January 10 -14, 2017
Accommodation: Travellers Inn – Fort (booked through bookings.com. $50ish per night)
Food: we ate food, and drank beer, several times at Café Universal which has gorgeous Art Deco design, reasonable prices and attentive wait staff.
Mocambo: small, good service (lad in a bowtie!) and OK prices
Leopold: a tourist favourite; more 1971 than 1871 (its founding date); fun and reasonable prices
Street food: only once (so far!) but the bhelpuri was cheap cheap and good
Starbucks:yep – Sue needed her Americano and it was actually one of the nicest interior designed Starbucks we’ve ever seen.
Transportation: walking, walking and walking. And the hotel’s only 500m from the CST train terminal.
Communication: hotel and Starbuck’s wifi and I bought a Vodaphone India SIM card
As our friend Susan, who lived in India for many years, said: “Forget your expectations.”
Although the traffic was a bit insane coming in from the airport at rush hour I would say that Hanoi traffic is more chaotic. Mumbai’s traffic reminded me of Mexico City’s: busy, many near misses and frequent horn use (but not the repetitive honking of Hanoi). Crossing streets could be a challenge but we generally clung close to some locals and learned the stop/start necessary to pass through the surges of vehicles.
We never felt hassled for money or to buy something. A couple of taxi drivers near the Gateway of India offered tours and maybe a couple of times a day someone held out a hand for money. But I’ve felt more hassled in many other big cities than I did in Mumbai. Generally people were very courteous and frequently happy to say “Hello! Where are you from?”.
On the taxi ride in and the train out we did pass through some of the slums. They looked huge, ramshackle but actually more orderly than ones I saw in Guatemala City in the late ’90s. We did not do a slum tour, although a fellow traveller recommended one to us.
Mumbai’s Colonial architecture is amazing. Some of the buildings are Huge! The High Court, University of Mumbai, Churchgate and Chhatrapati Shivaji Terminus (train stations) are classics. There’s also a lot of Art Deco buildings including the New India Assurance Company building with its repeating patterns; plus many apartment buildings. Some of the buildings look a little worse for wear from the tropical climate but we also saw many repairs and renovations being done.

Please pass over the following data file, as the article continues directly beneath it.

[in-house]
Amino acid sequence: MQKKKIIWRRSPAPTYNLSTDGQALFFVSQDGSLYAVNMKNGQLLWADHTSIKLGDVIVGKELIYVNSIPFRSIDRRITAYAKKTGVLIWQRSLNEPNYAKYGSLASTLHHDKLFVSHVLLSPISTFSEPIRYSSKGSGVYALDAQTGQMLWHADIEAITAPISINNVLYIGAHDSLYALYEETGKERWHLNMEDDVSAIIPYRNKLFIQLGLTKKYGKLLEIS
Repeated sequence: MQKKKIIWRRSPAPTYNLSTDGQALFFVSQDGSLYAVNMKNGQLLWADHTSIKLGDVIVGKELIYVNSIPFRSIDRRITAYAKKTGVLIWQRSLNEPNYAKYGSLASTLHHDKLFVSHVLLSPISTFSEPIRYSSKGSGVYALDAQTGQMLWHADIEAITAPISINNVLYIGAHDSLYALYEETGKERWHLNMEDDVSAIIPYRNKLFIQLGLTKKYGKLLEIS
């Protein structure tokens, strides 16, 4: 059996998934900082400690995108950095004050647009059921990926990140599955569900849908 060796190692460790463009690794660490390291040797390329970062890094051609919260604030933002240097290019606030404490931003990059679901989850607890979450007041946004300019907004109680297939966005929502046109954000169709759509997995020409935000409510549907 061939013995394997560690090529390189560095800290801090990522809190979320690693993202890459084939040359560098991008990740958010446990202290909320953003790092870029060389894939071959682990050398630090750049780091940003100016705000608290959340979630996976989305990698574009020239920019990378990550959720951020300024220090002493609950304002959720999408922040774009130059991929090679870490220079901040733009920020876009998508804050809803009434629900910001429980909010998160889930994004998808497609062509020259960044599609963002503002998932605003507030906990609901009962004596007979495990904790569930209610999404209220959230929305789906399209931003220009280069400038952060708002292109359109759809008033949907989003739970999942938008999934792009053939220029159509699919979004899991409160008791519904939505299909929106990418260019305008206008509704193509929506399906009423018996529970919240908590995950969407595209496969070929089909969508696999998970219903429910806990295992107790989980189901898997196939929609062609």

As friends will tell you I’m a fan of the bovine and sure enough there were cows on the city streets. Often it seemed they were parked next to small street temples.
The colours of Mumbai are stunning. The women’s saris and salwaar (tunics) kemeezs (pants) display super saturated colours. Trucks, buses and auto-rickshaws often have vibrant designs.
The weather we found to be perfect. Although the temperatures were in the high 20s (Celsius) the sea breezes made it very comfortable. Only once, on an extended walk along the sea wall towards Chowpatty Beach, did we feel the need to escape to the shade.
The Colaba district’s definitely more touristic than the Fort. As we walked south into Colaba we could see the store’s becoming more upscale and trendier. We did visit the Gateway of India, one of the big tourist attractions, and although slightly crowded it was comfortable. The Gateway of India was originally built for the visit of King George V in 1911 but ironically it was also the spot where the last of the British troops left India after Independence. Just across the street from the Gateway is the Taj Mahal Hotel, another grand edifice. We wandered over to go inside but were stopped by a policeman as some country’s prime minister was just about to leave the hotel. We hung out and watched he and his wife leave in a long motorcade. Then (assisted by two policemen!) we crossed the street and entered the hotel for a peek at its opulence.
In contrast to all this Colonial splendor we spent another day looking at Crawford Market and the many bazaars that surround it. The market was jammed packed with stalls and the streets with people. I love randomly turning into smaller and smaller streets and alleys. This was probably the closest we came to the totally jam-packed Mumbai we’d imagined. We stopped at one small store to buy a kitchen knife and saw the most wonderful, decorated nutcrackers. Nutcrackers in India have a small blade also, rather than just being a cracking tool. I’ve added ‘nutcracker’ to my list of items to purchase before we leave for home.
We did do a bit of walking at night, another of my favourite activities in cities. At night you see a whole new array of sights; deep into eerily lit stores, the streetside barbershops lit by flourescents and the variety of small lights (frequent use of Christmas lights). Mumbai doesn’t have a lot of street lights so we exercised some caution while walking on tumbled sidewalks and roads.
We only spent three days in Mumbai, and we certainly only saw a small part of the city, but it was vibrant, exciting and stately. I’m looking forward to our return and the ensuing shopping binge before we head home!